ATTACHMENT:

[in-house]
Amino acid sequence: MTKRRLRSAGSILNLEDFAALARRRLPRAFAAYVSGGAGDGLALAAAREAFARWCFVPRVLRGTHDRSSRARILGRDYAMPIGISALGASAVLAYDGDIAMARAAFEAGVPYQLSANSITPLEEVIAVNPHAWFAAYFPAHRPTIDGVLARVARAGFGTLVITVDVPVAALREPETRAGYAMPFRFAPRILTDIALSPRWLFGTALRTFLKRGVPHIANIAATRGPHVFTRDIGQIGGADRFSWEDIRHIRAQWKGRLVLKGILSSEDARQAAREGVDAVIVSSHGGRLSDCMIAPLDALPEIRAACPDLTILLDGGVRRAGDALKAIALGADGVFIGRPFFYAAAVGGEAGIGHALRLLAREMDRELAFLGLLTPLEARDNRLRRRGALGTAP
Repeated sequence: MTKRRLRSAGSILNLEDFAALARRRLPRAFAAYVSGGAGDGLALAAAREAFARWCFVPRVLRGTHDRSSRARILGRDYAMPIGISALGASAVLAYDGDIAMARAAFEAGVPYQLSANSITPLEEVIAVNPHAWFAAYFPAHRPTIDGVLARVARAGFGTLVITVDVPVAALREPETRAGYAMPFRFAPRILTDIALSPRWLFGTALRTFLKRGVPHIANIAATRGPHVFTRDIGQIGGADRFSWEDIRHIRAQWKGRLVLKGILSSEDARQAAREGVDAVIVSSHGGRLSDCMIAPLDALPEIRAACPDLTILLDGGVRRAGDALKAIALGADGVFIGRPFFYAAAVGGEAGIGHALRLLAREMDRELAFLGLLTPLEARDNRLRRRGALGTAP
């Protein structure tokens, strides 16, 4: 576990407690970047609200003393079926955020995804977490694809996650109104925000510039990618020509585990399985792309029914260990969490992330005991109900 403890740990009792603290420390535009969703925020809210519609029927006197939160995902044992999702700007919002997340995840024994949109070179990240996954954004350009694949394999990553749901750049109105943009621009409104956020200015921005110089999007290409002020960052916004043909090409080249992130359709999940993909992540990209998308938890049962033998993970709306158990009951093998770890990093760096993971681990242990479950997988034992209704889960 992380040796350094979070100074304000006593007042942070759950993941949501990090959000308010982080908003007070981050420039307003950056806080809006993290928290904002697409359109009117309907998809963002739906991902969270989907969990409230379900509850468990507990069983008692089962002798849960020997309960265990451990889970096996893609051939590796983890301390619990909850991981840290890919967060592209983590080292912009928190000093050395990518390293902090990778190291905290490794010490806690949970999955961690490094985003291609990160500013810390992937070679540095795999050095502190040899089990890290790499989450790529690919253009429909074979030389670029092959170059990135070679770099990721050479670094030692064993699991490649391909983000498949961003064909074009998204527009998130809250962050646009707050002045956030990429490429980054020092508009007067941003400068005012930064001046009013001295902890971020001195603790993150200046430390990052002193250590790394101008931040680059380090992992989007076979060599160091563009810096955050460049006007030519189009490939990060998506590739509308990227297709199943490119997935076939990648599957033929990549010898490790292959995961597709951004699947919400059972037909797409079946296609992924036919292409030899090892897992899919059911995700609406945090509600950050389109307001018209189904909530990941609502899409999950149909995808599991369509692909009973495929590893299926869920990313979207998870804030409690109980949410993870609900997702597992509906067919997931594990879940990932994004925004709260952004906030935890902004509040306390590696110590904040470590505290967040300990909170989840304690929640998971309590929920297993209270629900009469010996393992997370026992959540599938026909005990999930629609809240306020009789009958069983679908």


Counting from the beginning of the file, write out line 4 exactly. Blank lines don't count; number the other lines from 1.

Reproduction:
């Protein structure tokens, strides 16, 4: 576990407690970047609200003393079926955020995804977490694809996650109104925000510039990618020509585990399985792309029914260990969490992330005991109900 403890740990009792603290420390535009969703925020809210519609029927006197939160995902044992999702700007919002997340995840024994949109070179990240996954954004350009694949394999990553749901750049109105943009621009409104956020200015921005110089999007290409002020960052916004043909090409080249992130359709999940993909992540990209998308938890049962033998993970709306158990009951093998770890990093760096993971681990242990479950997988034992209704889960 992380040796350094979070100074304000006593007042942070759950993941949501990090959000308010982080908003007070981050420039307003950056806080809006993290928290904002697409359109009117309907998809963002739906991902969270989907969990409230379900509850468990507990069983008692089962002798849960020997309960265990451990889970096996893609051939590796983890301390619990909850991981840290890919967060592209983590080292912009928190000093050395990518390293902090990778190291905290490794010490806690949970999955961690490094985003291609990160500013810390992937070679540095795999050095502190040899089990890290790499989450790529690919253009429909074979030389670029092959170059990135070679770099990721050479670094030692064993699991490649391909983000498949961003064909074009998204527009998130809250962050646009707050002045956030990429490429980054020092508009007067941003400068005012930064001046009013001295902890971020001195603790993150200046430390990052002193250590790394101008931040680059380090992992989007076979060599160091563009810096955050460049006007030519189009490939990060998506590739509308990227297709199943490119997935076939990648599957033929990549010898490790292959995961597709951004699947919400059972037909797409079946296609992924036919292409030899090892897992899919059911995700609406945090509600950050389109307001018209189904909530990941609502899409999950149909995808599991369509692909009973495929590893299926869920990313979207998870804030409690109980949410993870609900997702597992509906067919997931594990879940990932994004925004709260952004906030935890902004509040306390590696110590904040470590505290967040300990909170989840304690929640998971309590929920297993209270629900009469010996393992997370026992959540599938026909005990999930629609809240306020009789009958069983679908």